• Save bears says:


      I am pretty sure we are talking about the same thing..

    • pointswest says:

      All movies, art, and literature have messages whether they be directed at children, women, teens, Jews, black, etc. Artists are generally in the business of being successful, however, and so try and create a possitive messages. Disney was only trying to make money so he created what he thought were possitive messages people would pay for over and over.

      People who have an agenda who create movies, art, or literature are propagandists. We have those. We also have religious groups who create movies, art, and literature in accordance with their religious beliefs. We can have movies, art, and literature that are a combination of art, propaganda, and religion.

      It has always been this way. There is no stopping it…especially not in the US where we so carefully safeguard our freedsom of expression. We have the Fox Channel, for example, that is mostly right wing propaganda. We have tobacco companies that wants everyone addicted to nicotine. We have food companies that wants a nation of compulsive eaters. We have the porn industry that wants a nation of sex addicts. But we mostly have good artists, good religious people, and good goverment people who do want to help people live happier lives with movies, art, and literature.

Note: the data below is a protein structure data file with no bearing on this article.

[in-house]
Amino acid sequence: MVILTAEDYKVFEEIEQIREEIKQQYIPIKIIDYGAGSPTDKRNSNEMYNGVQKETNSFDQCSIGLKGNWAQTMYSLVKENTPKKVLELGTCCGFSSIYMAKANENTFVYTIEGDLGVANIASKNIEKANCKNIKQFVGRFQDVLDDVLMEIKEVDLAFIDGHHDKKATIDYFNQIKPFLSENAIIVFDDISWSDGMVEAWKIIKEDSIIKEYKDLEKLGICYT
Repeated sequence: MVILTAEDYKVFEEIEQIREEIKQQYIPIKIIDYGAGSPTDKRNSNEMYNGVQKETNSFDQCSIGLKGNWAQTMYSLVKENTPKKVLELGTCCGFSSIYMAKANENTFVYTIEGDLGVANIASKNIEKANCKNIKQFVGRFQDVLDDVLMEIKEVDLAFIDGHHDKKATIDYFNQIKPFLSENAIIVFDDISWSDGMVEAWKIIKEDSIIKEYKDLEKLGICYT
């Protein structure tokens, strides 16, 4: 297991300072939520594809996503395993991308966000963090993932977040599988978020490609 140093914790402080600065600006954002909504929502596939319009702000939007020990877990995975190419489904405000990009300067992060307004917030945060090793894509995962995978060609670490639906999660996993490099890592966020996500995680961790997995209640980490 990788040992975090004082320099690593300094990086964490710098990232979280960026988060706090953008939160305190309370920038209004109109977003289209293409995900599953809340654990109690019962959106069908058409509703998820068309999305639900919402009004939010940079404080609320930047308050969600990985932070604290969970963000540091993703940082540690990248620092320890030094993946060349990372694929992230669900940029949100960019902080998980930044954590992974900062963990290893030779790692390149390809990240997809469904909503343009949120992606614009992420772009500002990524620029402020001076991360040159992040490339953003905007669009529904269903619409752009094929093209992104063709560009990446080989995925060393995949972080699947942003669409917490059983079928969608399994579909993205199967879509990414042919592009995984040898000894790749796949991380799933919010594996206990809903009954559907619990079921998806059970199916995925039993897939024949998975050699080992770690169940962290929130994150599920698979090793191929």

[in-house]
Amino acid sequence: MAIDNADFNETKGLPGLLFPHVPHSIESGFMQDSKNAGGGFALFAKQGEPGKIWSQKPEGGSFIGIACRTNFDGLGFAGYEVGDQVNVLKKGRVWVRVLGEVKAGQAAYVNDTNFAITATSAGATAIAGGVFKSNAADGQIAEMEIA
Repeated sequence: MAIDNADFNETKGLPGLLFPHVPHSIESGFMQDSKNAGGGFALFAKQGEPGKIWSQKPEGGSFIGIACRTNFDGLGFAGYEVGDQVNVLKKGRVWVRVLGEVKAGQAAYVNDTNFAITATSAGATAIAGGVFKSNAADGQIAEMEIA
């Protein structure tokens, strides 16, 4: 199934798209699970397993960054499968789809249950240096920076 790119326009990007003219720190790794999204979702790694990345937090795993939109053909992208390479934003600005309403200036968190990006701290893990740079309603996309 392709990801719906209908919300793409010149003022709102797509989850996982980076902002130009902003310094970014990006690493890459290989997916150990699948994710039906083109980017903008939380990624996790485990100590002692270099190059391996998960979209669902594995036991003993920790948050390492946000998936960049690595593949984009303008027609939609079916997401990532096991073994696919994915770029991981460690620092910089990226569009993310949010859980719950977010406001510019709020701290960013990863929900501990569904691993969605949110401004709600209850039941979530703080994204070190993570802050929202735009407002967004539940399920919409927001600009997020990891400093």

The best you can do is try and understand it and not fall victim to it and to teach your kids to do the same.

      • Save bears says:

        I agree all movies have a message in them PW, that does not mean I have to agree with, or even like it..

        I honestly believe that you PW have lost your roots, and are now nothing more than a left coast out of touch individual, you have been out of it to long now, what you grew up with has died in you, I formed this opinion, when you started your rhetoric about being afraid of the wild in wilderness..

        And that is sad…

      • Save bears says:

        And by the way, I enjoy quite a bit of literature, arts as well as other cultural pastimes, I enjoy live theater, reading a great book and even watching a well done movie, I hold season tickets to a couple of different theaters in the country, I have an extensive library of classics, so to say those of us in Idaho and Montana talk gibberish, is so far out there, that it is least sarcastically..